1-7 7 GPR-2D 9 5 : 10 2 3 3
8 Oxsy 6 10 : 27 2 0 6
9 Warthog 2 4 : 25 0 2 6
Table 1: Round 0, group C results.
Place Team Points Total Score W D L
1 WrightEagle 15 19 : 3 5 0 0
2 robOTTO 9 9 : 7 3 0 2
3 MarIiK 9 7 : 8 3 0 2
4 Gliders2012 9 9 : 11 3 0 2
5 FCPortugal 3 7 : 11 1 0 4
6 Riton 0 8 : 19 0 0 5
Table 4: Round 3, group I results.
Place Team Points Total Score W D L
1 HELIOS2012 9 4 : 0 3 0 0
2 Gliders2012 6 5 : 1 2 0 1
3 AUT_2D 3 1 : 3 1 0 2
4 robOTTO 0 0 : 6 0 0 3
Table 3: Round 2, group G results.

3.1.3 Round 2

The top 6 teams of both round 1 groups proceeded to round 2, groups G and H. Gliders2012 played in group G, against Riton and MarIik (Iran), FCPortugal (Portugal), robOTTO (Germany), and WrightEagle (China). Gliders2012 won 3 matches, and lost 2, and ended up ranked 4th with an equal number of points to the second and third place.

3.1.4 Round 3

The top 4 teams of both groups in round 2 proceeded to round 3, groups I and J. The group I teams were HELIOS2012 (Japan), Gliders2012, AUT_2D (Iran), and robOTTO (Germany). With two won matches and one lost match in this group, Gliders2012 proceeded to the semi-finals.

3.1.5 Semi-Finals and 3rd place match

Gliders played WrightEagle for the semi-finals (2 matches), both 0:2. The subsequent match for the third place was lost against MarIiK (0:1). HELIOS2012 won the tournament, WrightEagle became runner-up.

4 Conclusion

We described a novel mechanism utilizing action-dependent evaluation functions, having applied it in the RoboCup Simulation 2D. The mechanism can be contrasted with some well known constructive models used by belief revision and belief update [14]. The approach also allowed us to draw parallels with evaluation functions employed by chess-playing computers, in terms of mobility, field control, tropism, etc. The evaluation function that varies desirable states dependent on contemplated actions is applicable in both ball-controlling and positioning scenarios. The tactics that correspond to multiple desirable states are not imposed in a top-down fashion, but rather contribute to the evaluation via these desirable states.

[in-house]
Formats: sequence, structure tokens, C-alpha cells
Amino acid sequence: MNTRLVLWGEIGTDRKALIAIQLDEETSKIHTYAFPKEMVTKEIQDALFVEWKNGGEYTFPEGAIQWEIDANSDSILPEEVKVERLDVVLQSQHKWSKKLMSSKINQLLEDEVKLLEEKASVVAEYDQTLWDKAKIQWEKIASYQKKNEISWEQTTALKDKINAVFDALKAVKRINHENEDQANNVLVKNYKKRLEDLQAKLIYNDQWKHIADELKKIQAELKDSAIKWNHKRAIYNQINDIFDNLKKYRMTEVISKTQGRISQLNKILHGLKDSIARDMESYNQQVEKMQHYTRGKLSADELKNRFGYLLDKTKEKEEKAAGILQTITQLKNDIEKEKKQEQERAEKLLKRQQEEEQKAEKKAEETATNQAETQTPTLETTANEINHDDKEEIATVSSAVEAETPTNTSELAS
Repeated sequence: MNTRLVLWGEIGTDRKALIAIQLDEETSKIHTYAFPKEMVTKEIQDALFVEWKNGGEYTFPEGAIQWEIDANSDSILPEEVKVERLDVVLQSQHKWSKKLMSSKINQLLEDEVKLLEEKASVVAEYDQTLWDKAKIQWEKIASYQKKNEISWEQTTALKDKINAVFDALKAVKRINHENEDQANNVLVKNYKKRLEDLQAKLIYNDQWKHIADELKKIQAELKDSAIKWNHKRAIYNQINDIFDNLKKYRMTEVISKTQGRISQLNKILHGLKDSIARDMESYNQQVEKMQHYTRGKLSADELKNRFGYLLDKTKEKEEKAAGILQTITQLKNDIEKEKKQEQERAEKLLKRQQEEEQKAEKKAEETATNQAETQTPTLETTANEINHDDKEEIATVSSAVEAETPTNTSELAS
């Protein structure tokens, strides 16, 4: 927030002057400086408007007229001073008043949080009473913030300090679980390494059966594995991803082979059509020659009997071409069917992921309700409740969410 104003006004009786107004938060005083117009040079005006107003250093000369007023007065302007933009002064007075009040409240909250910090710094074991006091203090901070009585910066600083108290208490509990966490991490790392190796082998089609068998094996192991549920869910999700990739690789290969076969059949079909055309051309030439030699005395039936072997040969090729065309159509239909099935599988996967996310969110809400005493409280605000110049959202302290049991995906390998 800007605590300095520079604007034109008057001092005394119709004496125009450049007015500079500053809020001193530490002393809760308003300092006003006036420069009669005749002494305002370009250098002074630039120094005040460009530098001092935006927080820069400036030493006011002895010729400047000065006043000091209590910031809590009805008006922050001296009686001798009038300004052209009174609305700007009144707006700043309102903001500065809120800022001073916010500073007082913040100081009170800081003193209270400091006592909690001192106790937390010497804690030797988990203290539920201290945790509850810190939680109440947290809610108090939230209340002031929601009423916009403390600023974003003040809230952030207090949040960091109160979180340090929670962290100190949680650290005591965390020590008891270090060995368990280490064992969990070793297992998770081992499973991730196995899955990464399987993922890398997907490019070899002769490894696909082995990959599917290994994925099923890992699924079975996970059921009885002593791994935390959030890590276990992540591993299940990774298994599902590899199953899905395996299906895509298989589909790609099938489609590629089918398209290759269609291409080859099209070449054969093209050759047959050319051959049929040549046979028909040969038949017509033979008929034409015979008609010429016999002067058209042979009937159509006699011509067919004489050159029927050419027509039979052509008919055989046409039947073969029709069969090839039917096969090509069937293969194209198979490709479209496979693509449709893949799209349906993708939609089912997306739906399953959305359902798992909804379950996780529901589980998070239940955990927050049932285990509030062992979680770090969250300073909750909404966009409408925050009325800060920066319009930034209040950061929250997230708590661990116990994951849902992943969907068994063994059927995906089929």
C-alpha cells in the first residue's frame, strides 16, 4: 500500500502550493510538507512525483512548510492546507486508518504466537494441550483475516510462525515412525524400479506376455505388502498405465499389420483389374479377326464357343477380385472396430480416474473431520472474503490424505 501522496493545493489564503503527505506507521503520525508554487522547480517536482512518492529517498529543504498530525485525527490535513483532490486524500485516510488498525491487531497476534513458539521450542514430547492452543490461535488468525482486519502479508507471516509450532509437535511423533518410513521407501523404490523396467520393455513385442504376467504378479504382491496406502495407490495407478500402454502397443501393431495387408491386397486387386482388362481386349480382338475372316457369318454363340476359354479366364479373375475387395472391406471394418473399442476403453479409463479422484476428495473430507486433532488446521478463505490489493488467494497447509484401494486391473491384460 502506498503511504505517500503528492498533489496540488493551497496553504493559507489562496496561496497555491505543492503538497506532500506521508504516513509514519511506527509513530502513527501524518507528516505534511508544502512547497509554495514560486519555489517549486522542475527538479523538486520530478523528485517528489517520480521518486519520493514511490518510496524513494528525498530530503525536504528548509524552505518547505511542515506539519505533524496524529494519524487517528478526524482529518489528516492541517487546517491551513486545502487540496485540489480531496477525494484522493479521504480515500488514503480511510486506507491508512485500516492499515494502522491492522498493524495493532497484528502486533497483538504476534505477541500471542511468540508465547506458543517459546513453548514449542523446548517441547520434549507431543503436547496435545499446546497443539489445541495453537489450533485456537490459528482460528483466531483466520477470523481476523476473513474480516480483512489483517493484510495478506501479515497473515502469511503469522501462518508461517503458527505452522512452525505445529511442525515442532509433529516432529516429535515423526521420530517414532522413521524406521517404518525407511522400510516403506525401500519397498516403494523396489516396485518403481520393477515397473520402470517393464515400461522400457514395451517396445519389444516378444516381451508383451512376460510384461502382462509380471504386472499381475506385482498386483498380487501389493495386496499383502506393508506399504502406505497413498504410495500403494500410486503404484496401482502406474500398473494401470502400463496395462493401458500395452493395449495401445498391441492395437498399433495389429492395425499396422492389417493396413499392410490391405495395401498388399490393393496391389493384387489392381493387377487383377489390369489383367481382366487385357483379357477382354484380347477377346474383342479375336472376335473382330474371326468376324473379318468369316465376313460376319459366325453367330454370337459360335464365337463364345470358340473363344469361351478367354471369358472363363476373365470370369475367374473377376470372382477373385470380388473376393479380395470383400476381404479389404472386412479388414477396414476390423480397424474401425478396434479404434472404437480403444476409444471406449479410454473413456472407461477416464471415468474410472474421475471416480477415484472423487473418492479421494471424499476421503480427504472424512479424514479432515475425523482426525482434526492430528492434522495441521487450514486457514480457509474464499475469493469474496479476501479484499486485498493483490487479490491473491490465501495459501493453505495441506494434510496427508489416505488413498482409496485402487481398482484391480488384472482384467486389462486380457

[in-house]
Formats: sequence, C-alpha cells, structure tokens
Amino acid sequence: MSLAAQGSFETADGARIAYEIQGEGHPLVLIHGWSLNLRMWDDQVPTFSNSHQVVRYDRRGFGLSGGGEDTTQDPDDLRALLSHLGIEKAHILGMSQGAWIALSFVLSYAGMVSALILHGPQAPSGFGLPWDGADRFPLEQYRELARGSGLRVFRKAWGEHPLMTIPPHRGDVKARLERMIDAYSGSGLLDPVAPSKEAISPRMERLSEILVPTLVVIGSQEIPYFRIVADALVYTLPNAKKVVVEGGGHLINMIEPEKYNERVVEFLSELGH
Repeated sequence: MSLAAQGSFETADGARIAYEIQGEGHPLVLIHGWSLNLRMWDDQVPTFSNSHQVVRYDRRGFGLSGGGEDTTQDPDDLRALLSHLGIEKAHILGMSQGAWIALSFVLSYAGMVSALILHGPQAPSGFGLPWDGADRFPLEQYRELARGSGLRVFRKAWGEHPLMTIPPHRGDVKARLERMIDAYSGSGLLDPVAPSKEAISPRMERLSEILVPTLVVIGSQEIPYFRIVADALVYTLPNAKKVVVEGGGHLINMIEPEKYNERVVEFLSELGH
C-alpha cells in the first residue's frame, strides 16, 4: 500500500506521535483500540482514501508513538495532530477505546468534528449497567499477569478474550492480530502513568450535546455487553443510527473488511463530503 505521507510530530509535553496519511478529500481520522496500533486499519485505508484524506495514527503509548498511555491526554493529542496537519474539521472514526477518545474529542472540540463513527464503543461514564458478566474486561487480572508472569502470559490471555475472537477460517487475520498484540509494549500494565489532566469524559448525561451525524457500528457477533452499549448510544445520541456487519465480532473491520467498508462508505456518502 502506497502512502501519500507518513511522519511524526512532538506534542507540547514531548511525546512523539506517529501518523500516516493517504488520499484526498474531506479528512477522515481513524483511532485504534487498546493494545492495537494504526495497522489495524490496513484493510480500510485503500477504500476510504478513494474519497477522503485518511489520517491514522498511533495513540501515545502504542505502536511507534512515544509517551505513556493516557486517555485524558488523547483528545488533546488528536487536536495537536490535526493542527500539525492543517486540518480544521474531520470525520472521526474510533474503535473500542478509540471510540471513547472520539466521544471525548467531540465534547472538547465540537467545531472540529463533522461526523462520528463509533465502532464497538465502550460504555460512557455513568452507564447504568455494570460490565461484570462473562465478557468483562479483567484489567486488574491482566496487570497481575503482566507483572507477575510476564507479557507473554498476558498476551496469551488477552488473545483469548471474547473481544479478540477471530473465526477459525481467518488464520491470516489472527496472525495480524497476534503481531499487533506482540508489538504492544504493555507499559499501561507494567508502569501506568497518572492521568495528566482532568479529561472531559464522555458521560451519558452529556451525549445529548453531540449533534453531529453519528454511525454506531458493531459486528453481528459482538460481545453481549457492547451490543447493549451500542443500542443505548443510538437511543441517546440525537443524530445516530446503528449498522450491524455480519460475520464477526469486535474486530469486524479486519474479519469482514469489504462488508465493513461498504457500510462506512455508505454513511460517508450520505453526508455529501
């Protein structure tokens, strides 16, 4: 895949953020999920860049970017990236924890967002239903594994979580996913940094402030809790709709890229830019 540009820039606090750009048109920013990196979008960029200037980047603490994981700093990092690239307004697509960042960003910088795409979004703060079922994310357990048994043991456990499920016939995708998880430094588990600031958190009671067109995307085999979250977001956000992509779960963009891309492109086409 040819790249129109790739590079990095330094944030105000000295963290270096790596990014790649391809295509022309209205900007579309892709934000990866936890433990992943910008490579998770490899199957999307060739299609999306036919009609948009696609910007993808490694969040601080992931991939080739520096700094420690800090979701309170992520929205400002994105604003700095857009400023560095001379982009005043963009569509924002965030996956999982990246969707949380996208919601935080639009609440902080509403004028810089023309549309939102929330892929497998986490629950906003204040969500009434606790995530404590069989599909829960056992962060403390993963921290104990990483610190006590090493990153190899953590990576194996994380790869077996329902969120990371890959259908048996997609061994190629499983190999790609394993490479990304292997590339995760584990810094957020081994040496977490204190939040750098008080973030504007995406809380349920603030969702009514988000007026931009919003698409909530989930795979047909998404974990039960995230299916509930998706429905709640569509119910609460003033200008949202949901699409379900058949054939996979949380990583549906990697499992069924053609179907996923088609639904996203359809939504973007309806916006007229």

Our proposed approach and its implementation has shown to be successful both in many experiments as well as during tournament.

Acknowledgments

The Authors are thankful to Valentina Cupac, Andrew Curline, Tim D’Adam, Ivan Duong, James Nugent, Tom Stewart for their contribution. Team logo was created by Matthew Chadwick. Some of the Authors have been involved with RoboCup Simulation 2D in the past, however the code of their previous teams (Cyberoos and RoboLog, see, e.g., [17, 13]) is not used in Gliders2012.